In a new study released this week, researchers have for the first time linked air pollution exposure before birth with lower IQ scores in childhood, further supporting evidence that pollution is dangerous to children...even in the womb.
The study analyzed 249 children and pregnant women in the New York City area. In the study, the women wore backpack air monitors for 48 hours during the last few months of pregnancy. The women chosen for the study lived in mostly low-income neighborhoods in northern Manhattan and the South Bronx. They had varying levels of exposure to urban air pollution, mostly from car, bus and truck exhaust.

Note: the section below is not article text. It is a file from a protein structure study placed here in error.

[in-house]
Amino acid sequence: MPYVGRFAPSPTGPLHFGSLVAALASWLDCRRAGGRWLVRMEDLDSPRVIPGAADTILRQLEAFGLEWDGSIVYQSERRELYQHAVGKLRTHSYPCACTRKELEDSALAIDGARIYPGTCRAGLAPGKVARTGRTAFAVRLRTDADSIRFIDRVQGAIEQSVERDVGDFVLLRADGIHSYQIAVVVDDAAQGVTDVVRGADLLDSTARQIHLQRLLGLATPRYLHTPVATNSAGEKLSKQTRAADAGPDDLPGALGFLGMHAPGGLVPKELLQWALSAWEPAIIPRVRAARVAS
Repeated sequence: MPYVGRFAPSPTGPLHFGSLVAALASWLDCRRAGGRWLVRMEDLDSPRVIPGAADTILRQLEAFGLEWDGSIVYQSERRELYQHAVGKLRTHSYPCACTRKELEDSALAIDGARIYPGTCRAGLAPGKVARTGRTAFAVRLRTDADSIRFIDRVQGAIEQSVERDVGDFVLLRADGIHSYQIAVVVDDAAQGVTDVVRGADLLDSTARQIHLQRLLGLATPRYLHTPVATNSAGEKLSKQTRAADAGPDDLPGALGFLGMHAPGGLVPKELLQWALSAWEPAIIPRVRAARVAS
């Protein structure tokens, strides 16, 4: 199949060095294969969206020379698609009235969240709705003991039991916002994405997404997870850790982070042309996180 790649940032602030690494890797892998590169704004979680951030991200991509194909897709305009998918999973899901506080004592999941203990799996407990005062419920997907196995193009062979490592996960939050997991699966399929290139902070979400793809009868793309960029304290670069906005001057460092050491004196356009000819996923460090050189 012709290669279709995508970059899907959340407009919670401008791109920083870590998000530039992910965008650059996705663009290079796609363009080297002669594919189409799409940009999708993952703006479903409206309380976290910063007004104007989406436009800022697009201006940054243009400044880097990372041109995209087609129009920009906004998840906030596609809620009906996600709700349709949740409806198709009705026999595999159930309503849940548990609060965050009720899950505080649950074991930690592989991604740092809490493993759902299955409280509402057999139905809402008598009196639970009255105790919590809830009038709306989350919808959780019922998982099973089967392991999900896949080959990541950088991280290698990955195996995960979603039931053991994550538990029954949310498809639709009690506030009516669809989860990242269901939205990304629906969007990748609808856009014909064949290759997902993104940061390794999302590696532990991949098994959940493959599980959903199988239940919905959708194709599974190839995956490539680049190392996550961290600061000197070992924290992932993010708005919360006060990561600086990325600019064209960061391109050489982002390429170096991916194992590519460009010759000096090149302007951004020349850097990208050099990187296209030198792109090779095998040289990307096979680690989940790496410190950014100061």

After the children were born, researchers continued to monitor their progress, and at age 5, before the children started school, they were given IQ tests. Those exposed to the most pollution before birth scored on average four to five points lower than children with less exposure.
That's a big enough difference that it could affect children's performance in school, said Frederica Perera, the study's lead author and director of the Columbia Center for Children's Environmental Health. This study could explain why children from lower income neighborhoods often do worse academically than children from wealthier families.
The study's researchers said they plan to continuing monitoring and testing the children to learn whether school performance is affected and if there are any additional long-term effects.
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